Signs Preceding the End of the World is one of the most arresting novels to be published in Spanish in the last ten years. Yuri Herrera does not simply write about the border between Mexico and the United States and those who cross it. He explores the crossings and translations people make in their minds and language as they move from one country to another, especially when there’s no going back. Traversing this lonely territory is Makina, a young woman who knows only too well how to survive in a violent, macho world. Leaving behind her life in Mexico to search for her brother, she is smuggled into the USA carrying a pair of secret messages - one from her mother and one from the Mexican underworld.
Herrera's first book to be translated into English tells the story of a border-crossing from Mexico into the U.S. Makina is a young woman asked by her mother to deliver an envelope to her brother, who crossed over into the U.S. three years earlier and has only sent a few cryptic pieces of correspondence since. The story opens with a man, a car, and a dog swallowed up by a sinkhole, a product of over-mining the land for silver ("These things always happen to someone else, until they happen to you," Makina thinks). Her journey is presented starkly, like a fable: she first connects with three "top dogs" to help transport her, and one of them gives her an additional package to deliver on her trip as part of the deal, then proceeds to complete her task systematically. Indeed, the nine short chapters tell a very straightforward quest story, and Herrera plants dangerous criminals and vigilant border patrollers around every corner. But it's the imagery, by turns moving and nightmarish, that makes this brief book memorable. A climactic scene occurs in an "obsidian place with no windows or holes for the smoke." And at one point along the way Makina finds nothing but a barren locale populated by excavators digging in the earth, a place so alien and desolate it could be found in science fiction: "Whatever once was there had been pulled out by the roots, expelled from this world; it no longer existed." This is a haunting book that delivers a strange, arresting experience.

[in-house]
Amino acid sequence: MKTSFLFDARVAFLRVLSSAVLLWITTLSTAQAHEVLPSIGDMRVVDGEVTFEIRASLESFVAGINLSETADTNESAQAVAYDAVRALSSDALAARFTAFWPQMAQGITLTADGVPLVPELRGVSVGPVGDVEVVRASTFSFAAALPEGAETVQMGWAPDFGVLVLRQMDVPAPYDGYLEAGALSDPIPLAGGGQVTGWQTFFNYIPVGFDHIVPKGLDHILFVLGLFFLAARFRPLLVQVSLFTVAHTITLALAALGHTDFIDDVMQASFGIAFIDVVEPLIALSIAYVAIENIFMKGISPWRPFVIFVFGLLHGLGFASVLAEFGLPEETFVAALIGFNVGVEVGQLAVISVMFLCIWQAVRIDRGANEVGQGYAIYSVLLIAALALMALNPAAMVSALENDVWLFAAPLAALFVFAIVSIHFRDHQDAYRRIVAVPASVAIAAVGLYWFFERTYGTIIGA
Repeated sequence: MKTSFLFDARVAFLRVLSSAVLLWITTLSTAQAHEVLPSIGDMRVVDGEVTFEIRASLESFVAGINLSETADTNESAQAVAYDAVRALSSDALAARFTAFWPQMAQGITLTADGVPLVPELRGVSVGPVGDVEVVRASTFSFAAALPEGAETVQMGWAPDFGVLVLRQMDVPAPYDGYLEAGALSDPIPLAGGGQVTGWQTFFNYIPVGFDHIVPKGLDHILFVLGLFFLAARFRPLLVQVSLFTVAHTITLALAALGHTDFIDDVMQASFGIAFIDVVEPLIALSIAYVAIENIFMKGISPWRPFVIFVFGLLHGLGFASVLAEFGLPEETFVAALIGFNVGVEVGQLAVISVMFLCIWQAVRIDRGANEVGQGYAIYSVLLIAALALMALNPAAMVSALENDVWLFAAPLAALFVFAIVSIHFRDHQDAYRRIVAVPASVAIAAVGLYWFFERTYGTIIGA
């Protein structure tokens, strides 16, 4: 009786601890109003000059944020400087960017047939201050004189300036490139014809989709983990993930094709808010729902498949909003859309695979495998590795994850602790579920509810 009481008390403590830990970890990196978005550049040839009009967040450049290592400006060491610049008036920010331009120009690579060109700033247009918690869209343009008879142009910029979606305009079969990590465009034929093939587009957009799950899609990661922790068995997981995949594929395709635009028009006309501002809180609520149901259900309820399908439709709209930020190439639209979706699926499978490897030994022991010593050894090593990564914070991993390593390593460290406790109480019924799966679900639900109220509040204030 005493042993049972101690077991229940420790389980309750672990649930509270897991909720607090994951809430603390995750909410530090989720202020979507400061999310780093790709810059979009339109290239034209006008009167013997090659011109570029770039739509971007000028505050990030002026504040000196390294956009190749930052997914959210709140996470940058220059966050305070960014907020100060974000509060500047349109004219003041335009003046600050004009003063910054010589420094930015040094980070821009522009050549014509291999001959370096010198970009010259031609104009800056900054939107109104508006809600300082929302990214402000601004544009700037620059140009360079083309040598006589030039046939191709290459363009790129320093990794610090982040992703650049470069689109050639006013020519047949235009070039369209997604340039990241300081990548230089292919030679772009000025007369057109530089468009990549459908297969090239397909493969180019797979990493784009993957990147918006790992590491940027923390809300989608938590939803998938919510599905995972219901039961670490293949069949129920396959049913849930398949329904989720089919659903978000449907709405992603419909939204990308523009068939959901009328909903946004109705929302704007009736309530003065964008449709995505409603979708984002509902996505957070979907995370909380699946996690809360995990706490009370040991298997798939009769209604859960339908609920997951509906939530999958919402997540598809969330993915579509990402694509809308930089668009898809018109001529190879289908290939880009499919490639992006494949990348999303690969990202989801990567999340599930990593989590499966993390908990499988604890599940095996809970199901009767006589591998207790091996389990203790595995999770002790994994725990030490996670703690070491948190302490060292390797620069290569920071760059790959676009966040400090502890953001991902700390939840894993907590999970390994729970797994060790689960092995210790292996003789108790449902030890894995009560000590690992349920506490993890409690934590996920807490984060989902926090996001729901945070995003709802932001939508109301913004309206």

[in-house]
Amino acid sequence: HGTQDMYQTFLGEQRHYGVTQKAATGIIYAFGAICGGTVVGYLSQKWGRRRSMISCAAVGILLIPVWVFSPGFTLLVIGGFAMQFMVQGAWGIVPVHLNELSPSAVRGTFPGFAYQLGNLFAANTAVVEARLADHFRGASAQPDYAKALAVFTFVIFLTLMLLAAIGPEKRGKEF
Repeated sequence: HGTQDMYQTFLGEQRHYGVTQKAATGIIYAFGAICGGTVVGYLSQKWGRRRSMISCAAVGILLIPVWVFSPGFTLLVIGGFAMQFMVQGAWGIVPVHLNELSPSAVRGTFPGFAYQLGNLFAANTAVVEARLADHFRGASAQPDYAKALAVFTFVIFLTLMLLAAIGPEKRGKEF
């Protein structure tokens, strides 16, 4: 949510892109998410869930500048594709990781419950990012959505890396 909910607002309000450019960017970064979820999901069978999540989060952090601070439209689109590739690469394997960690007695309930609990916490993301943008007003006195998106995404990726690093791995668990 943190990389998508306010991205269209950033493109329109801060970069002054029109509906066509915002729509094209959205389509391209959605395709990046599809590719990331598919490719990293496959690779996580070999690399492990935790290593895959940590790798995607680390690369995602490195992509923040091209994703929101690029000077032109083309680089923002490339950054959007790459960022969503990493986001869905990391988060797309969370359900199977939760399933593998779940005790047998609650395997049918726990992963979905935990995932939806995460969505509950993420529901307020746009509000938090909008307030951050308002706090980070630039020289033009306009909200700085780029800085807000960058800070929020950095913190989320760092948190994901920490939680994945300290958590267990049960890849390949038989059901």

A harrowing novel about life on the border!
Signs Preceding The End of The World by Yuri Herrera is the first novel about the US-Mexico Border I can remember reading. I read Cormac McCarthy’s Border Trilogy years ago but it did not deal directly with the current issues about the border.
This book came to my attention during the controversy surrounding the novel American Dirt by Jeanne Cummins earlier this year. I have not read American Dirt so I can not make a direct comment about the novel’s quality. But it did make quite a stir in the Latinx Publishing community about lack of representation in traditional publishing while a novel like that one gets major press and recognition. Also, I attended a conference here locally in San Antonio discussing the issues that American Dirt presents about the border and Latinos in general. I learned about Signs Preceding The End of The World from that conference and several websites that provided alternative recommendations to read.
Herrera’s novel is only nine chapters and tells the story of Makina. She leaves her life back in Mexico to cross the border in search of her brother. Makina has a couple of messages: one from her mother and the other from the Mexican Underworld. The story reveals the dangers in crossing the border and violence that is enacted in order to pursue freedom.
I will admit that I could not fully embrace Makina as a protagonist. The reading experience was like watching someone from a distance and having a huge plexiglass separating me from the protagonist. The translation by Lisa Dillman felt authentic with Mexican slang like jefecita (little boss) and yond (over there) as examples. However, I reached the ending and wanted more story. It ended so abruptly that I thought I had missed something.
I’m glad that I read Signs Preceding the End of the World. It opened my eyes to world that gets sensationalized on Cable News TV shows and revealed the lengths that people will go through to pursue a better life.
It’s an ok book